Conservation and wild release from London Zoo

London Zoo's work protecting species and restoring ecosystems underpins everything we do – and reintroducing animals back to wild habitats is always a fantastic moment for our conservationists, scientists and zookeepers.

Four northern bald ibis (Geronticus eremita), also known as Waldrapp ibis, that were bred and hatched at London Zoo as part of a conservation breeding programme were translocated to Spain for a wild release in 2019.

The species was once widespread in Europe but suffered a drastic decline due to hunting, habitat loss due to agricultural expansion, and pesticide poisoning. It’s now one of the most endangered migratory bird species worldwide, classified as critically endangered on the IUCN Red List. 

Conservationists estimate that only 600 northern bald ibis remain in the wild after the species disappeared from Europe almost 300 years ago.

Waldrapp ibis facts

Reintroducing birds to the wild

The juvenile ibis, who were affectionately nicknamed Iris, Indigo, Igor and Ivan by their keepers here at London Zoo, joined birds bred at other zoos across Europe at a holding aviary in Jerez Zoo in Spain. 

Once there they had time to form bonds with the rest of the group, and were encouraged to fend for themselves under the watchful eye of conservationists before being gradually introduced to life in the wild.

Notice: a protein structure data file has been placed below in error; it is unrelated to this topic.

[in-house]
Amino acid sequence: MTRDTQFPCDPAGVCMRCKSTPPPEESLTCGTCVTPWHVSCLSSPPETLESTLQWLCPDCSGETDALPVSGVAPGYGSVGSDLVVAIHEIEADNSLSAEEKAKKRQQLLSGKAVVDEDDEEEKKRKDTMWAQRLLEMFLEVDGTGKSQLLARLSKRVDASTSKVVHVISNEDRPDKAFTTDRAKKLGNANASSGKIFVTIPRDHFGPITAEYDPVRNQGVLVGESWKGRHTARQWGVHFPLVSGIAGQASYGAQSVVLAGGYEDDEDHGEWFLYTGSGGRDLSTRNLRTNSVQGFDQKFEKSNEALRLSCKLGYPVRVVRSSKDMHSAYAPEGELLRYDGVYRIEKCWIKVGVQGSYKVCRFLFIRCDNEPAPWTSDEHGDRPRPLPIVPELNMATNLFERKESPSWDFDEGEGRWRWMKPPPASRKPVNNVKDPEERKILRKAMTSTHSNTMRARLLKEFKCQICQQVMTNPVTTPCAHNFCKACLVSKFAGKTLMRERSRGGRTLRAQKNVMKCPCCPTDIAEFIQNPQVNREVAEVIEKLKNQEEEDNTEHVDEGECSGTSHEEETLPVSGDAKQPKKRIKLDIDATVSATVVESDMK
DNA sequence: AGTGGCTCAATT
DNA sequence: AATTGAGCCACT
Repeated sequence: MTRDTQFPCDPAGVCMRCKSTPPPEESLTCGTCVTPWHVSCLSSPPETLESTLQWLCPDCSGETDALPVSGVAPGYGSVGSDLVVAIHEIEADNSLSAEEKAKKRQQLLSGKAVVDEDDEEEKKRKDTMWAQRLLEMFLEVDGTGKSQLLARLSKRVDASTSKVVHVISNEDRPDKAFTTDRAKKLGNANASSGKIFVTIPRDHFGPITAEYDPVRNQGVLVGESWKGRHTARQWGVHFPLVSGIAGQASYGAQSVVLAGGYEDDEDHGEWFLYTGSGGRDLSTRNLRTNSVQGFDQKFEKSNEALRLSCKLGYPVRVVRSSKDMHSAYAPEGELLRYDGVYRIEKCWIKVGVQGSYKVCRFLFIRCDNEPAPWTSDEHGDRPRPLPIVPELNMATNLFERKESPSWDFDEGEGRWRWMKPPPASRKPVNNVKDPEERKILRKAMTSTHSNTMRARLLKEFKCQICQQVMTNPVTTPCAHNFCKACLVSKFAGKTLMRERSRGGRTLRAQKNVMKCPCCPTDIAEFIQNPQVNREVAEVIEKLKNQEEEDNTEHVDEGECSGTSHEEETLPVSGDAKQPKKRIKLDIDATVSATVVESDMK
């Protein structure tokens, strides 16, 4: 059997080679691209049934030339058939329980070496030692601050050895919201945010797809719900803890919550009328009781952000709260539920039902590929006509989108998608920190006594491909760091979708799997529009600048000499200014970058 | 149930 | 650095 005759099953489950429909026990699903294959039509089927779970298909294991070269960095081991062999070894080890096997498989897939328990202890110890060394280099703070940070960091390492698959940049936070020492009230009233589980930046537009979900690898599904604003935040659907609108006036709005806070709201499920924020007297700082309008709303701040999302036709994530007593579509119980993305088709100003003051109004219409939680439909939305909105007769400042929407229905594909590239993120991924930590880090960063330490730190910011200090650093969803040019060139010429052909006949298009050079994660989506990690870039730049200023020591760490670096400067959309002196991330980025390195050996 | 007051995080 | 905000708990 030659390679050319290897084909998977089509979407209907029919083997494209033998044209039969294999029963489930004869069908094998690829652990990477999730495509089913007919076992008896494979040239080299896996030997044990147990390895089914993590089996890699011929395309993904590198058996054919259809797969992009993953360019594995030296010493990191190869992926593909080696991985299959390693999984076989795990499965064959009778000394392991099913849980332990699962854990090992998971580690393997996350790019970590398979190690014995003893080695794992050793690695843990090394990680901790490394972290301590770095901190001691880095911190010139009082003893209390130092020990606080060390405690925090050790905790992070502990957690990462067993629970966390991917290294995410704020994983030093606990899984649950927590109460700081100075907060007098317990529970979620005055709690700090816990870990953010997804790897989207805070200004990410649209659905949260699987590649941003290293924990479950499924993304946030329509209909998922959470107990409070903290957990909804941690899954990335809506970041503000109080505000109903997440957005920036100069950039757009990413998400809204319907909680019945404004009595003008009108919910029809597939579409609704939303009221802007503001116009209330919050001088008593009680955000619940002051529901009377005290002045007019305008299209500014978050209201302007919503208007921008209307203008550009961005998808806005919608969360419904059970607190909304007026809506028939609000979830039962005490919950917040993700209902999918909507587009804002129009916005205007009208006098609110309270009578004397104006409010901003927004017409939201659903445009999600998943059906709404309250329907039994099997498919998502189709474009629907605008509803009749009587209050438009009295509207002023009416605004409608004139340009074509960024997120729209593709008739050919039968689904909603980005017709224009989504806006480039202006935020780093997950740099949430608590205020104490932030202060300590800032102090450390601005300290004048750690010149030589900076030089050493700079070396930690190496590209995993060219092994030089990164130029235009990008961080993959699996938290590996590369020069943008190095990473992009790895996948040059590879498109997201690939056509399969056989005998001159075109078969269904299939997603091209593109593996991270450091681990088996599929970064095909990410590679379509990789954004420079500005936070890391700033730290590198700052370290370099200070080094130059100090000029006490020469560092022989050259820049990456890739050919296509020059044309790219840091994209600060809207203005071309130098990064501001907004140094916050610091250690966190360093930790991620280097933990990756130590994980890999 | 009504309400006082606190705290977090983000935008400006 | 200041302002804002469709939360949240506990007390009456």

Their release to an area of ecological significance in Andalucia represents a great milestone in collaborative breeding and reintroduction programmes. The release area, called La Janda, has been the hub of European conservation efforts to reintroduce the species since the project’s inception in 2004. It is populated with vast grasslands, arable fields and water sources – an ideal habitats for these unique birds.

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Fond goodbyes and happy endings

London Zoo bird keeper Paul Atkin raised the birds from the moment they hatched. He said: “I’ve been working with the breeding population of these remarkable birds at the zoo for some twenty years, so it’s a joy to be working with zoos across Europe as part of their reintroduction in Spain.”

The northern bald ibis remains an important part of the European Endangered Species Programme, which preserves genetically healthy and diverse backup populations in zoos. 

We will continue to breed this unique species so that future generations may also be reintroduced to the wild.

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